If you really think you want to adopt ths child (assuming that would be the longer-term plan?), can you & hubby come up with a long-range plan that might help you get to the point where you can (a) afford it and (b) you have the support and help you need to not have parenting be so stressful?

Sorry to ramble...just trying to think of as many angles as possible for you to look at. It's a HUGE decision for all of you.

Pollyanna said...

My heart goes out to you. I cannot imagine being in your situation. I think all the advice that has been offered is good and sound. Talk to his case worker, find out what your options are. Find out if there is finanical assistance available..ect...please take care of yourself in the meantime. You sound very stressed and depressed. I totally understand that as we have been the parents of small children with no money as well. Now we have bigger children with no money..anyway, don't forget to take care of yourself in all this. If you have a breakdown you won't be able to parent anyone's children including your own! I hope it all works out for you, I really do.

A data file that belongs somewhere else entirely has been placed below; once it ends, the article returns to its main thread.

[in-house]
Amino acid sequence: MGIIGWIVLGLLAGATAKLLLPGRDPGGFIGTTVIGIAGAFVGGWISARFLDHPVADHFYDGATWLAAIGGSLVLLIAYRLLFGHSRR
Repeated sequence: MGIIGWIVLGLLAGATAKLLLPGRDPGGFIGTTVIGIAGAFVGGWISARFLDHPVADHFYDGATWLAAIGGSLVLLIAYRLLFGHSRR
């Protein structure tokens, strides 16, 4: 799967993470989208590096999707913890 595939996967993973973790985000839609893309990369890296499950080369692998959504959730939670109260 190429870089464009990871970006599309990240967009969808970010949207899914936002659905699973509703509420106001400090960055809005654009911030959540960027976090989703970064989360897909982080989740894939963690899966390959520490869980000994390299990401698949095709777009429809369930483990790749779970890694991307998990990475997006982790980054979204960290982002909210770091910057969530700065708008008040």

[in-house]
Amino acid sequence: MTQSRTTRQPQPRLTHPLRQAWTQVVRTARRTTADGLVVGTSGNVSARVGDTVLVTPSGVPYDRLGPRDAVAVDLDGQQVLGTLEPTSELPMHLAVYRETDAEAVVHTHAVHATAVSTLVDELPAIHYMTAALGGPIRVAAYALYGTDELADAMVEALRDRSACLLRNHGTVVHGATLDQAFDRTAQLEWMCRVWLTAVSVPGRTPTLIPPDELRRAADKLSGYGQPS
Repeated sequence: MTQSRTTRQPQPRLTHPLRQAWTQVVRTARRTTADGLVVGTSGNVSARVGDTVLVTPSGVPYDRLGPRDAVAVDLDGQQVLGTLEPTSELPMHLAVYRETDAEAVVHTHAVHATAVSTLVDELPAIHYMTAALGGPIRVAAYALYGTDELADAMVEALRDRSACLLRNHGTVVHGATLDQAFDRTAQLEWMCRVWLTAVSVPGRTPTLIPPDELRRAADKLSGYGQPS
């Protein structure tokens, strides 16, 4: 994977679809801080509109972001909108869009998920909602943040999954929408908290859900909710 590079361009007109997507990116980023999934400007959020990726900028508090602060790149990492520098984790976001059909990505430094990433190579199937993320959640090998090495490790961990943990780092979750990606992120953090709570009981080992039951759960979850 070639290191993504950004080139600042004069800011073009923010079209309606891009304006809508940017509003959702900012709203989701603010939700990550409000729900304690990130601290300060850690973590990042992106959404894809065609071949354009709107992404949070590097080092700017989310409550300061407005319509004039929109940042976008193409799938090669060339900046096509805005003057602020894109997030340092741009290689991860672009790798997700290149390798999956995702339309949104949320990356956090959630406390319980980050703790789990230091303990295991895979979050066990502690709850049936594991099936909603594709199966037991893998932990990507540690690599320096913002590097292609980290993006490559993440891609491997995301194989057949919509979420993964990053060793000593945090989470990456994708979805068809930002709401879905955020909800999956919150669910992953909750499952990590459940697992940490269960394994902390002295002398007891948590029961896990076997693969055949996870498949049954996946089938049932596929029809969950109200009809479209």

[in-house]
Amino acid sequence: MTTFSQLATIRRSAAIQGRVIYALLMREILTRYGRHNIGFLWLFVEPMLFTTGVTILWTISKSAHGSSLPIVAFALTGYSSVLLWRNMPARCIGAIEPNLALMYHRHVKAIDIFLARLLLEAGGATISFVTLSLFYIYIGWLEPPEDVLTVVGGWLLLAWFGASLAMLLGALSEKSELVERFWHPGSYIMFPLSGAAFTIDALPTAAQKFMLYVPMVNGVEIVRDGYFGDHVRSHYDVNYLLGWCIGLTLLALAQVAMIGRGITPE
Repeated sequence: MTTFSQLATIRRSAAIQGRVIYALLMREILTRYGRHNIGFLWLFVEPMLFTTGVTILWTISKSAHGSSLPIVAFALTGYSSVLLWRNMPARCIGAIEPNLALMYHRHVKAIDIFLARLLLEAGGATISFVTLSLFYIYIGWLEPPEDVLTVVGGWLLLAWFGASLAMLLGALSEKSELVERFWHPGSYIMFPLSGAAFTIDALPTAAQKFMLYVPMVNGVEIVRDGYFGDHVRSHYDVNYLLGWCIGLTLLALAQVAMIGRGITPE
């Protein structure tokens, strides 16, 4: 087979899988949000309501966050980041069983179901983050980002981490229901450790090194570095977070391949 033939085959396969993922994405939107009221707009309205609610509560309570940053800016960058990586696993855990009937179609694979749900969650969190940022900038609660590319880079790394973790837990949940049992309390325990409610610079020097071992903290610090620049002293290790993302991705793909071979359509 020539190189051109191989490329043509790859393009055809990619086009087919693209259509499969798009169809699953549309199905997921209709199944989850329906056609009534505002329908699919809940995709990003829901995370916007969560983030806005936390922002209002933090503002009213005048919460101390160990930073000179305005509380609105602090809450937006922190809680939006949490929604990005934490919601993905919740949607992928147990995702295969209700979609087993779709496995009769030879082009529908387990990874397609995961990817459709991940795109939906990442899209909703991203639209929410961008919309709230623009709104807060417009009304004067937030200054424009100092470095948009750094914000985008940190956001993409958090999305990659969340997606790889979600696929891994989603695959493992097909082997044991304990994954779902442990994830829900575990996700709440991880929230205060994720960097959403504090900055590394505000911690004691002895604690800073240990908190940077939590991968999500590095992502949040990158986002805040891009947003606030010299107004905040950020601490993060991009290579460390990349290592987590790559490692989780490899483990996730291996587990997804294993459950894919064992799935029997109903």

Maerlowe said...

I am a foster parent in the US, and only have a limited knowledge of how foster care works in Canada from reading other blogs, but here, biological family members do have to be evaluated for safety and stability if the child is already in state custody. Our foster son's parents each had a state-appointed lawyer (free), and access to a number of financial services (daycare, medical care, WIC, etc) in order to assist them in keeping their son. From what I understand, Canada has many of the same programs.

One thing that is different in Canada vs. the US is that there isn't a big push to get children adopted by families. It could be five years, or ten years, before he is adopted, if ever, because of Canada's policies, and during that time, he could be moved to different homes dozens of times. Our foster son is three, and he lived in seven different homes before he came to us. The damage from these moves, from losing his entire biological family, and the innatention from the system has hurt him so much and yet, he is wonderful and I couldn't imagine him being anywhere else.

If your husband's son is adopted, there is no guarantee that your husband would be allowed to visit him. For the child to be adopted, your husband would have to have his parental rights terminated, basically declaring your husband unfit to raise a child, and any rights your husband has to him would disappear.